Copyright 2000 Reed Business Information, Inc. --This text refers to an out of print or unavailable edition of this title.

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Front Cover | Copyright | Table of Contents | Excerpt | Index
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Customer Reviews

Most helpful customer reviews
5.0 out of 5 stars Beautifully written Nov. 29 2012
Format:Paperback|Verified Purchase
Beautifully written, clear and comprehensive guide to the ethics of Buddhism complete with personal experiences and the words of great masters, past and present.
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3.0 out of 5 stars Poor binding April 19 2012
Format:Paperback
I would advise prospective purchasers to look at the reviews for the Bantam publications: ISBN 0553378295 (Paperback) & 0553102907 (Hardcover)

The reviews for this book praise the book's written contents, and I would agree with most of what has been said.

I would, however, like to provide a review of the book's quality (of this Rider publication): this publication [ISBN 0712606580] has a far lower quality binding than that of Bantam's publication [0553378295 & 0553102907].

The spine of this publication creases easily while opening the pages, making it look like a well worn book, even if one tries to handle the book carefully.

This will make the Rider book have a far lower resale value.
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5 of 5 people found the following review helpful
5.0 out of 5 stars What happens after awakening? July 9 2002
Format:Hardcover
Zen stories and Buddhist tales all seem to end with someone becoming enlightened. What happens after that? You never find out. You get the impression that they live in bliss and happiness forever after, and yet you know somehow that can't be true. Jack Kornfield interviewed a lot of people who have awakened, most of them highly accomplished teachers and abbots and lamas, most of them born and raised in the West (but trained in the East), and you get to hear them tell you what life is like after enlightenment. I thought an enlightened person never got angry or afraid or sad. I didn't even realize I held such perfectionistic misconceptions until I noticed this book shattering them.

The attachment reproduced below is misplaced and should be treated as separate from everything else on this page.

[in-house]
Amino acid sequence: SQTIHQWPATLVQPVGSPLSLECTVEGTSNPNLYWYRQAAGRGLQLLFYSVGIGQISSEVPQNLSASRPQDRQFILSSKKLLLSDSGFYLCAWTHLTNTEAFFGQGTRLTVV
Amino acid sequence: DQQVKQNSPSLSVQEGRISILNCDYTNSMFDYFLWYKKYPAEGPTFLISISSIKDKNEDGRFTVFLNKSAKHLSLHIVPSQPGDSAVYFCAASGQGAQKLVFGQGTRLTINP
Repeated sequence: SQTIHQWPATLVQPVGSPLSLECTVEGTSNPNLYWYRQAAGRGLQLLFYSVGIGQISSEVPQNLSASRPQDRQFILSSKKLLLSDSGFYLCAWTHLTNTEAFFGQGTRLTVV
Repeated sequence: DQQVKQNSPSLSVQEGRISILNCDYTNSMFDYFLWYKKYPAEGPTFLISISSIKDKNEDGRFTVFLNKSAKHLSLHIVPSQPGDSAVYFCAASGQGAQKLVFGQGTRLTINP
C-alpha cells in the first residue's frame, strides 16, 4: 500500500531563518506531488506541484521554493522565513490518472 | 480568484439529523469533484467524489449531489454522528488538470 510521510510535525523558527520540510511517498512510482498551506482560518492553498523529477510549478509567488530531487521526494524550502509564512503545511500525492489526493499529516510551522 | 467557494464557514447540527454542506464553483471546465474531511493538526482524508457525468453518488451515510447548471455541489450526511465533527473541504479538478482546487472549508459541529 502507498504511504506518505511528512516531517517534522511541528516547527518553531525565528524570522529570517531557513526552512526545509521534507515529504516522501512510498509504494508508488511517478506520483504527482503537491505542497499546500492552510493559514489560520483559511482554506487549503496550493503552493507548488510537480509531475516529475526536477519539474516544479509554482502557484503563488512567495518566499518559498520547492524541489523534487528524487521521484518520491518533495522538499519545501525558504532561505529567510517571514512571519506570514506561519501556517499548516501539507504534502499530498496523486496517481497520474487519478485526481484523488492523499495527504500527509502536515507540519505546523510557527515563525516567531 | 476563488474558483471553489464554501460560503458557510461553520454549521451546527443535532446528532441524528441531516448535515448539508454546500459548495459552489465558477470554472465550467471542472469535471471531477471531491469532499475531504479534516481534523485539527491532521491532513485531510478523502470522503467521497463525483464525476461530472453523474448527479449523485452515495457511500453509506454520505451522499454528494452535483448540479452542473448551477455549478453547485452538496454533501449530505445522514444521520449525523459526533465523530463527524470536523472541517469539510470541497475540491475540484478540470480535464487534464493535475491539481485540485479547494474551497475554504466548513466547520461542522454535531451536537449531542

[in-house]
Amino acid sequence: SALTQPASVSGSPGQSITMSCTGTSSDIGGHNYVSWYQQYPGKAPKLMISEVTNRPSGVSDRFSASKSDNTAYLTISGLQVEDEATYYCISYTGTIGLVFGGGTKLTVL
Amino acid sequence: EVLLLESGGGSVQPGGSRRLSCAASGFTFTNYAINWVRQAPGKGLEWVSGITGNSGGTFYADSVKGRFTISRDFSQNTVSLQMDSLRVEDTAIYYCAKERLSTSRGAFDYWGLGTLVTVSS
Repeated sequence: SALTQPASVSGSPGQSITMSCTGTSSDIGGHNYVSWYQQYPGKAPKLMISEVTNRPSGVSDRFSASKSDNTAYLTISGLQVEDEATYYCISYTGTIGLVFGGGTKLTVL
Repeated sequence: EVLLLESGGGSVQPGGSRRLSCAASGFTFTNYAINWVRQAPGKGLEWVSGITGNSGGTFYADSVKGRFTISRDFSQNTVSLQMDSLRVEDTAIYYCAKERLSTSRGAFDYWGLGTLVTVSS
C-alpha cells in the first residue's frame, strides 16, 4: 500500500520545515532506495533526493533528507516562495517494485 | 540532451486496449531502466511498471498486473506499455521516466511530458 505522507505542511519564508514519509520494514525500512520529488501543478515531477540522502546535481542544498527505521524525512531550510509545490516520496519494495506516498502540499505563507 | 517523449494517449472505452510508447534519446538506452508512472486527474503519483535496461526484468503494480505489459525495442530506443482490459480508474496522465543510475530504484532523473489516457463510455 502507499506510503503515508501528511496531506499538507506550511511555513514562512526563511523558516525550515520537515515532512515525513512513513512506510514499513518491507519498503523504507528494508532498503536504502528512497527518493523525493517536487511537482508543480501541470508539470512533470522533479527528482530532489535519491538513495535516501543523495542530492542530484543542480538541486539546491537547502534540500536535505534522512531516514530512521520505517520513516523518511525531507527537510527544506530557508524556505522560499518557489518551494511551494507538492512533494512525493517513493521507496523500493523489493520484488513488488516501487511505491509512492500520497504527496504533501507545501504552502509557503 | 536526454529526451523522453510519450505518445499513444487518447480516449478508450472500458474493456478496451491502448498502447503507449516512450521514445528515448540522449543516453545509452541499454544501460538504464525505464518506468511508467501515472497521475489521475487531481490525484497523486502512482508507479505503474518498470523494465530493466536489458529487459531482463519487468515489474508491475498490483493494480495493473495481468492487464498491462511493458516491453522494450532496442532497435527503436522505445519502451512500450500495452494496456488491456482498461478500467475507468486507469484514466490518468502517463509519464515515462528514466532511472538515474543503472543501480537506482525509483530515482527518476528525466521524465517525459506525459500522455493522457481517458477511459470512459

After the Ecstasy is generously sprinkled with the actual words, sometimes half a page or a page long, of people who have been meditating 15, 30, even 40 years. You'll find out what brought them to the meditative path to begin with, and what they've learned along the way. It's fascinating.
There are lots of good anecdotes in this book; interesting and illuminating anecdotes (most of them are true stories). In many Buddhist and Zen books, you read the same stories again and again in different books, but here you find fresh stories, some ancient, some modern, and all very good.
Jack Kornfield is first and foremost a meditation teacher, so woven throughout the book is plenty of good coaching. The meditative path is difficult, and good teaching is vital. I'm the author of the book, Self-Help Stuff That Works, so I've specialized in knowing the difference between teachings that help and those that are merely interesting. In After the Ecstasy, you'll find interesting reading material AND coaching that will truly help you in your practice.
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3 of 3 people found the following review helpful
5.0 out of 5 stars A Year in the Life Feb. 2 2002
Format:Audio Cassette
I wrote a review of this book in April of 2001. Here it is January 2002 and I'm writing a second review for this book.
I haven't re-read or revisited it, but it's wisdom stays with me. I'm concerned with my thinning hair, have troubled relations with friends, am pulled into politics at work. My apartment is a mess, my finances aren't in much better shape, I don't go out as much as I would like, I'm not making art as much as I would like. I get angry, tired, frustrated, upset, bored, all within the course of a day.
There's a book out there "The Way of the Peaceful Warrior: A book that changes lives." I read it despite it's silly name and silly cover. It didn't do much to change my life.
Then there's "After the Ectacy the Laundry." Has it changed my life? No, it hasn't either.
I can almost see you, the reader of this review saying "It didn't change your life? And you're still giving it 5 stars?" and in that, I see myself a just a year ago.
Our society makes too much of escaping the every day: The Laundry, the chores, work, commuting, cooking, cleaning, strained relationships with parents, family, and friends, guilt, anger, frustration, fear, and worry. We seek to escape these things into the magical world of unlimited money and advanced spirituality.